Here are the first two paragraphs:
“On Wednesday, February 1st, there was a riot at the University of California, Berkeley. The College Republicans had invited Breitbart Senior Editor Milo Yiannopoulos to campus for what was supposed to be the concluding event of his year-long “Dangerous Faggot Tour.” Over 100 UC Berkeley professors signed a letter saying that Milo shouldn't be allowed to speak, but the administration let the talk go ahead, acknowledging that the First Amendment prohibits public universities from censoring speakers on the basis of their views.
Protesters began assembling outside the venue hours before the talk was scheduled to start. University police were present, and the administration issued a traffic advisory warning of expected large crowds. Before the doors opened, however, a group of black-clad rioters arrived, and within minutes the potentially peaceful protest had gone up in flames. The rioters lit fires, overturned police barricades, smashed windows, and threw fireworks, while students in the crowd, middle fingers held high, danced to the tune of “We Found Love in a Hopeless Place.”
One can either laugh or cry at the contradictions and paradoxes.
This is Brown’s formulation of the root cause. “Weary of quarrels among the various Protestant denominations, universities shifted the emphasis of their courses on religion from theology to morality, while “unsectarianism” became a guiding institutional ideal. Students were expected to learn what religion they needed from Sunday school, while religion as such ceased to be a required subject at the university level. As a consequence of this self-secularization, religion became an object of academic study considered only from the outside, not tested intellectually or experientially from within. Universities, particularly public universities, became places for the purportedly neutral exchange of ideas, not for conversion to any clearly articulated and tested faith. Religion was a matter for the heart; education a matter for the head.”
Brown is no renegade or atheist, whether neo or not. I very much agree that churches have moved problematic theology over to dogmatic morality. (Also, to psych issues.) They believe that positions that are not dogmatic are not religious. It’s a way of pushing out scientific method.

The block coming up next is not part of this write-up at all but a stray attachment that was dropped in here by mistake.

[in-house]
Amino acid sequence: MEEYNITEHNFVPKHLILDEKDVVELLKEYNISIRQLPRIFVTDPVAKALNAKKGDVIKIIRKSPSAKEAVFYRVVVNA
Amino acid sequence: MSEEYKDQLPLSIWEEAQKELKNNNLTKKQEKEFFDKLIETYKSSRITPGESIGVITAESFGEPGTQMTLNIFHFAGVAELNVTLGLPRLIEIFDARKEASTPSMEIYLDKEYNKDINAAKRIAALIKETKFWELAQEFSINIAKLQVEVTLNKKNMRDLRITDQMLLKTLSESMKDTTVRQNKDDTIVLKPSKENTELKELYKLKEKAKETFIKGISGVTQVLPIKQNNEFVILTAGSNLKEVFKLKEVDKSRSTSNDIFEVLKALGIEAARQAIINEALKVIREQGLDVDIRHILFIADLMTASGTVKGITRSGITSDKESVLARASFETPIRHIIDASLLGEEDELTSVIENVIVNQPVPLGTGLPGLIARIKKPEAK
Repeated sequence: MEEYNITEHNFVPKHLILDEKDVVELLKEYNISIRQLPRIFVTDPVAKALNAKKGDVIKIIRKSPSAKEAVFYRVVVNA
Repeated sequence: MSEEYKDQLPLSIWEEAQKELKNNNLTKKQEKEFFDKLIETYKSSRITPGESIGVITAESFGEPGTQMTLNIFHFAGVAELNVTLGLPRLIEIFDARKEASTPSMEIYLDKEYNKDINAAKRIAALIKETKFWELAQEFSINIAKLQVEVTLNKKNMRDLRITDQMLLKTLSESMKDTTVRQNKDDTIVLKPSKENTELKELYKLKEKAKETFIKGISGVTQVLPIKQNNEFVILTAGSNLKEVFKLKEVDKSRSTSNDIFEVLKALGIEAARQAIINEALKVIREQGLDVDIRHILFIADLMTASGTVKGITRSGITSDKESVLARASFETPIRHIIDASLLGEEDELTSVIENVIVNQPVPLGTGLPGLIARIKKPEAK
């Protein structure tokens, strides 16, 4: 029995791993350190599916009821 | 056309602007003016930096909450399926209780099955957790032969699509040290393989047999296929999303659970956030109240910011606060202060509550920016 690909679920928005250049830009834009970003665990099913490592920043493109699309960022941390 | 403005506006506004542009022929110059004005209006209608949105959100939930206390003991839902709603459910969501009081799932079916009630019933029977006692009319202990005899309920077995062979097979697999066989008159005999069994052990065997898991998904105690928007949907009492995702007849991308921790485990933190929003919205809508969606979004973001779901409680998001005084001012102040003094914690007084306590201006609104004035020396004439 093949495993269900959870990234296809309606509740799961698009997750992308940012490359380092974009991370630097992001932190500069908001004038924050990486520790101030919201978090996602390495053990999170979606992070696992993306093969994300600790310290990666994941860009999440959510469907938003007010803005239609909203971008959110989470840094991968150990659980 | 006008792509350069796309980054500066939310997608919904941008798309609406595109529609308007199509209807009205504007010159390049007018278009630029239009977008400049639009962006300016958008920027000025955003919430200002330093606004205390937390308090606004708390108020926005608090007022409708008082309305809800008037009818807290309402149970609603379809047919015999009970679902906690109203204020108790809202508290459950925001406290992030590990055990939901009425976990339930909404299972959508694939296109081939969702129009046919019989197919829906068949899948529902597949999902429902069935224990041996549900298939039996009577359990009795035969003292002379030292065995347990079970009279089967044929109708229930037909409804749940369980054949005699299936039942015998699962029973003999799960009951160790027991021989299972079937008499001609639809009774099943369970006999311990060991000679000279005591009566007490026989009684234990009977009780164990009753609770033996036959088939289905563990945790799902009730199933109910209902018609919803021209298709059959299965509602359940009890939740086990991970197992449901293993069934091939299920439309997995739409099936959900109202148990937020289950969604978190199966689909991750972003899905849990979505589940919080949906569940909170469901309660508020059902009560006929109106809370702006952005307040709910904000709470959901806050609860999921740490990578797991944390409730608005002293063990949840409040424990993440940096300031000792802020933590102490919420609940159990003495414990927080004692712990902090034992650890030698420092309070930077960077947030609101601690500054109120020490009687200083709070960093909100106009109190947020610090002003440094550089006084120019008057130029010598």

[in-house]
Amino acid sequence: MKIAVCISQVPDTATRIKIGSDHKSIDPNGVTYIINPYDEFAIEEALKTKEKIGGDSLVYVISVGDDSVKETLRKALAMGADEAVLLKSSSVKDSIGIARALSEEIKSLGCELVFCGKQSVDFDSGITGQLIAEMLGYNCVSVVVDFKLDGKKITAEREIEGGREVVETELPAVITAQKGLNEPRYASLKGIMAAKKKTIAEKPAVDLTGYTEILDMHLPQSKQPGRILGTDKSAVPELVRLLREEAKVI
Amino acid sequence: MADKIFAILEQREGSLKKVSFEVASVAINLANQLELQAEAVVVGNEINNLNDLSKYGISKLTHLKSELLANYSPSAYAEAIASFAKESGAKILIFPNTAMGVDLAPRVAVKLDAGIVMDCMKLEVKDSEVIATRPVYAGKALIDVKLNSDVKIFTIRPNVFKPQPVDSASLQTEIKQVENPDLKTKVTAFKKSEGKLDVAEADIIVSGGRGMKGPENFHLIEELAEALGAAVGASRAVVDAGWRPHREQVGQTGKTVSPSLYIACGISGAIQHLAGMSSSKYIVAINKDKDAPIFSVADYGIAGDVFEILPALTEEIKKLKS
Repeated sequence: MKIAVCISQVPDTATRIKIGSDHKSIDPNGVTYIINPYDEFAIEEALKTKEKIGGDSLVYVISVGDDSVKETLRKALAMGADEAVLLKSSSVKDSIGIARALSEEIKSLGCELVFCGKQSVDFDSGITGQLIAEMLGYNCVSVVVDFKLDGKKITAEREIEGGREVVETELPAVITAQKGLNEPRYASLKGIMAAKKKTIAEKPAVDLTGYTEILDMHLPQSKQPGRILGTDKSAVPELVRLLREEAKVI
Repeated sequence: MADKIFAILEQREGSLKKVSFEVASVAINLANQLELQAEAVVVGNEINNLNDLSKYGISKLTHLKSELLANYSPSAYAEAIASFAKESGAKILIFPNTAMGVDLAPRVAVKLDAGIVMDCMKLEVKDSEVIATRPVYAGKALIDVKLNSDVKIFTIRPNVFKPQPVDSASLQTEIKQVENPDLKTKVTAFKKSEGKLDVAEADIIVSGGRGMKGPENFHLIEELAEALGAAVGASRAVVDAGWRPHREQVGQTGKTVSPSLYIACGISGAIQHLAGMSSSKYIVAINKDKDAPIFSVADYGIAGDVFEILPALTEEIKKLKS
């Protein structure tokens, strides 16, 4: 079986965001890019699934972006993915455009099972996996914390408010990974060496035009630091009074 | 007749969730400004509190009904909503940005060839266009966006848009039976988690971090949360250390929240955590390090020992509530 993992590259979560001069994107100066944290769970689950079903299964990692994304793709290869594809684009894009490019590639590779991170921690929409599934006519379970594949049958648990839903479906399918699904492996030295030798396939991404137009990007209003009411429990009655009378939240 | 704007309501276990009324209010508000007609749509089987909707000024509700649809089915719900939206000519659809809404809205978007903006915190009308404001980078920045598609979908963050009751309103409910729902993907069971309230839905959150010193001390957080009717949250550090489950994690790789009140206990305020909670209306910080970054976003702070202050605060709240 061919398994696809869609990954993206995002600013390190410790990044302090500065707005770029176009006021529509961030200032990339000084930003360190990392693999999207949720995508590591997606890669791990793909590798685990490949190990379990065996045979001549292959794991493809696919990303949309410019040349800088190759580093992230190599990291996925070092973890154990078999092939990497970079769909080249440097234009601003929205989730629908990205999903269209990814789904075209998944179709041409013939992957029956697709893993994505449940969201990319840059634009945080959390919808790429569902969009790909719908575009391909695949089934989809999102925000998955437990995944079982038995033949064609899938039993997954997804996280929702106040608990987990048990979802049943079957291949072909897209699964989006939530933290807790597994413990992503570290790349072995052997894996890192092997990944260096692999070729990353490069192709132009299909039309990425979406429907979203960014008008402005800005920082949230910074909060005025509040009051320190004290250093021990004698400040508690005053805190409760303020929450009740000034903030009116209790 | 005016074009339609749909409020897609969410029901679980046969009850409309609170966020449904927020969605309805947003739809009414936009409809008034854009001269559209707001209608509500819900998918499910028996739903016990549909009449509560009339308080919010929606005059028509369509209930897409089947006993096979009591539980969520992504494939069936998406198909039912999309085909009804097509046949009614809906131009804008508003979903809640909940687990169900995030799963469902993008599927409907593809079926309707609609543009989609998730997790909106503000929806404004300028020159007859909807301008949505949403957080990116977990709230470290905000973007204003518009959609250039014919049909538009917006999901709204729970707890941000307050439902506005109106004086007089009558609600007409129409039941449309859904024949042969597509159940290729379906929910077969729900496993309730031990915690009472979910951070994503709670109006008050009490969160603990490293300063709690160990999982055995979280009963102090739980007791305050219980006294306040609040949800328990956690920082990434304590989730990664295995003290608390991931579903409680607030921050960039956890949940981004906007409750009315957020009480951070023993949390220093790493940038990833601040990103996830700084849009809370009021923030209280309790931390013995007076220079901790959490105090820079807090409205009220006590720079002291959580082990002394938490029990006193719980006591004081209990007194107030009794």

“Author, Rachel Fulton Brown, is Associate Professor of Medieval History, Fundamentals, and the College at the University of Chicago, and Associate Faculty in the Divinity School. Her research and teaching focus on the intellectual and cultural history of Europe in the Middle Ages, with an emphasis on the history of Christianity and monasticism in the Latin West. Her book Mary and the Art of Prayer: The Hours of the Virgin in Medieval Christian Life and Thought is forthcoming from Columbia University Press in 2017.”
The Sightings solution to handling the electrifying Milo is to put him into a lineup of opinions, a set of essays. The reader must sort out what they mean and their validity. It dilutes the legitimization without starting a riot.
I haven’t read the various pieces for an array of reasons. One is that I don’t really care very much because I’ve moved my marbles out of that ring and am not informed enough to support any opinion. Another is that the same predicament presents itself in arenas that I DO care about and I save my energy for them. I always search for the deeper dynamic. Milo is trivial.
Another is that often the hidden reason for notoriety is “ad hominem”, really based on whether the provocateur is lovable or not. Who seizes the flag and shouts “follow me”? Do they really have a cause or do they just crave the mic. The ultimate end of the Berkeley rioting objection is assassination. He who carries the flag is the most obvious target. (Trump didn’t know that.) If Milo falls or fades, his prospects of martyrdom aren’t that good.